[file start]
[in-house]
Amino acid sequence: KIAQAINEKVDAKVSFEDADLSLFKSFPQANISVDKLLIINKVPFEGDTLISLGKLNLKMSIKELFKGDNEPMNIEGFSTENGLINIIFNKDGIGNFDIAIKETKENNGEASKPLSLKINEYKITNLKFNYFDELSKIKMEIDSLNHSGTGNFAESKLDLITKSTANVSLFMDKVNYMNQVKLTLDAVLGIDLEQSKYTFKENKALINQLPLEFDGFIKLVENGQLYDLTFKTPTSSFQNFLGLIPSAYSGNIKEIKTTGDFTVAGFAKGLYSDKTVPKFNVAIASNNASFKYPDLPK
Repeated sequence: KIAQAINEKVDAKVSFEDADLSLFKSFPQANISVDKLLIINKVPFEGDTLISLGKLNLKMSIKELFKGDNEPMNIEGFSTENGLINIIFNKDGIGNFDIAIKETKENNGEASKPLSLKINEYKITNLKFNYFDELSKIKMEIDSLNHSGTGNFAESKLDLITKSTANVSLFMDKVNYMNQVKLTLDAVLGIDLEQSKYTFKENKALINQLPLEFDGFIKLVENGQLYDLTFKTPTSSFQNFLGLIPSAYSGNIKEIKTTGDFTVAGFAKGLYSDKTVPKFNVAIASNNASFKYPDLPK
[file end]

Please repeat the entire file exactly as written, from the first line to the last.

[in-house]
Amino acid sequence: KIAQAINEKVDAKVSFEDADLSLFKSFPQANISVDKLLIINKVPFEGDTLISLGKLNLKMSIKELFKGDNEPMNIEGFSTENGLINIIFNKDGIGNFDIAIKETKENNGEASKPLSLKINEYKITNLKFNYFDELSKIKMEIDSLNHSGTGNFAESKLDLITKSTANVSLFMDKVNYMNQVKLTLDAVLGIDLEQSKYTFKENKALINQLPLEFDGFIKLVENGQLYDLTFKTPTSSFQNFLGLIPSAYSGNIKEIKTTGDFTVAGFAKGLYSDKTVPKFNVAIASNNASFKYPDLPK
Repeated sequence: KIAQAINEKVDAKVSFEDADLSLFKSFPQANISVDKLLIINKVPFEGDTLISLGKLNLKMSIKELFKGDNEPMNIEGFSTENGLINIIFNKDGIGNFDIAIKETKENNGEASKPLSLKINEYKITNLKFNYFDELSKIKMEIDSLNHSGTGNFAESKLDLITKSTANVSLFMDKVNYMNQVKLTLDAVLGIDLEQSKYTFKENKALINQLPLEFDGFIKLVENGQLYDLTFKTPTSSFQNFLGLIPSAYSGNIKEIKTTGDFTVAGFAKGLYSDKTVPKFNVAIASNNASFKYPDLPK